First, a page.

The new Hyundai Elantra is loaded with safety equipment having dual front airbags and ABS as standard on all variants along with 6 airbags, ABS, ESC, Vehicle Stability Management and Hill-Start Assist Control standard on the range topping variant. The new gen Elantra has been awarded the top safety pick from IIHS having green signals for all aspects. Hyundai is well known for its after sales service and with the launch of the new Elantra, the Korean carmaker announced new Hyundai Premium Assurance Program offering 3 years unlimited kms warranty for all the customers of the new Elantra. It also comes with free maintenance for 3 yrs/30,000 kms, 3 yrs roadside assistance, 3 times update on ‘Map Care’ and 3 times Customer ‘Home Visit’. On top of that, Hyundai loyal customers will get additional 4th year extended warranty.

Hyundai Elantra Cost in Hyderabad

Hyundai Elantra On Road Price is 16,50,935/- and Ex-showroom Price is 13,71,400/- in Hyderabad. Hyundai Elantra comes in 5 colours, namely Sleek Silver,Phantom Black,Marina Blue,Red Passion,Polar White. Hyundai Elantra comes with FWD with 1999 CC Displacement and 4 Cylinders with Maximum Power 150 bhp@6200 rpm and Peak Torque 192 Nm@4000 rpm DRIVE TRAIN FWD and reaches 100 KMPH at N/A . Hyundai Elantra comes with Manual Transmission with FWD .Check for Elantra price in Hyderabad at Tryaldrive.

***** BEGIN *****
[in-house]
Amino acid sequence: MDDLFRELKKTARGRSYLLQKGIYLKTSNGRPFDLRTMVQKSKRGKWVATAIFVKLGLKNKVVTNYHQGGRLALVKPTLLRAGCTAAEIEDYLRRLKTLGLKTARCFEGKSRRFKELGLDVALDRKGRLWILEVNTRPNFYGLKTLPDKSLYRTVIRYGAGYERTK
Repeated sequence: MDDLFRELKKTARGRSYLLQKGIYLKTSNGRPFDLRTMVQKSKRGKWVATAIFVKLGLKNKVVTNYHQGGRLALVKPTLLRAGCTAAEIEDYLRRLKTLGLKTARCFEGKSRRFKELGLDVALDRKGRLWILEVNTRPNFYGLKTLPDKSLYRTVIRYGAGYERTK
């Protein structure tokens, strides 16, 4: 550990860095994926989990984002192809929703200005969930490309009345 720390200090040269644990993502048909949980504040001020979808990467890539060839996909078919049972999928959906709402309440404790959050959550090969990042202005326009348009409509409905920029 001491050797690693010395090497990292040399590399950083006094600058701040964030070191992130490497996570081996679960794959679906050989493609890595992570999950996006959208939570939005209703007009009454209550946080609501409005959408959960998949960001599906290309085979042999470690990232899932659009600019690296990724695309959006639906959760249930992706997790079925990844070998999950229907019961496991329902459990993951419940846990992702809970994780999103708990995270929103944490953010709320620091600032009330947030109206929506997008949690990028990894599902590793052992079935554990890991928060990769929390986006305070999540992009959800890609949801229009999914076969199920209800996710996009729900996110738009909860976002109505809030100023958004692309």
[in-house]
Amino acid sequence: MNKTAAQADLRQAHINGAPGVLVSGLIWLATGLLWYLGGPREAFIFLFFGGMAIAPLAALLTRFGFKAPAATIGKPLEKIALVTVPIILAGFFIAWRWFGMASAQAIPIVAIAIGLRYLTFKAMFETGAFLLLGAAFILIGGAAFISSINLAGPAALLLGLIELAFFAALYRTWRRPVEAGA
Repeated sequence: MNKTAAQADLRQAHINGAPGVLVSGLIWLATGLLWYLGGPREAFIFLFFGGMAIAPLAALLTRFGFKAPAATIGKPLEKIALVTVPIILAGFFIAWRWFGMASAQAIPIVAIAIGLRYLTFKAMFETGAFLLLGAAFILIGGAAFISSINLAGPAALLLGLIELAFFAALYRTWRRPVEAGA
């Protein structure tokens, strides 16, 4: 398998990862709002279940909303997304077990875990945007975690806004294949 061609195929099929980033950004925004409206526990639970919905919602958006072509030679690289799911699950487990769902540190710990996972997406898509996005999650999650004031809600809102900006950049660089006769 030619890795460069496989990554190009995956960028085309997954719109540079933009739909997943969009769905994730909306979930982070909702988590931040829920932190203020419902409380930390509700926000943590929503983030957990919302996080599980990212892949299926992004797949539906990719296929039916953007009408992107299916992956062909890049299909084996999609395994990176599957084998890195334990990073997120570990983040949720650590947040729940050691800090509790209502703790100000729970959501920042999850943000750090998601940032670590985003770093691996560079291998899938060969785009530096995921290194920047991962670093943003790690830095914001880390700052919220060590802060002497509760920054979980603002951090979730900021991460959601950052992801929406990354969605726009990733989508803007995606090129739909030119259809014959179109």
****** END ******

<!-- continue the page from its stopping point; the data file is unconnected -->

Hyundai Elantra Final Thought

The new Hyundai Elantra hasn’t rewritten the rule book for executive sedans; in fact, its formula has stayed unchanged – striking looks, lots of equipment, value for money and capable, refined engines. But it’s also improved dramatically in most areas and also gained a couple of new skills along the way. Dynamically, it’s a quantum leap over its predecessor and a new benchmark for Hyundai in India, with a ride quality that can, at last, rival what its European rivals offer; shame the handling hasn’t quite caught up yet, but it too has improved. On the equipment front, yes, it isn’t the revolution its predecessor was, but you can’t say it leaves you wanting either. The feature-rich touchscreen, in particular, is just superb. It’s got a pair of very different, albeit both capable in their own right, engine options each with an auto or a manual, so there should be something for everyone. Space and comfort are generous, the striking looks will still be a big draw, but what really makes it worth it is the price, which is still a notch below cars from Europe. It just goes to show, it’s possible to have an attractive proposition in the executive sedan segment yet.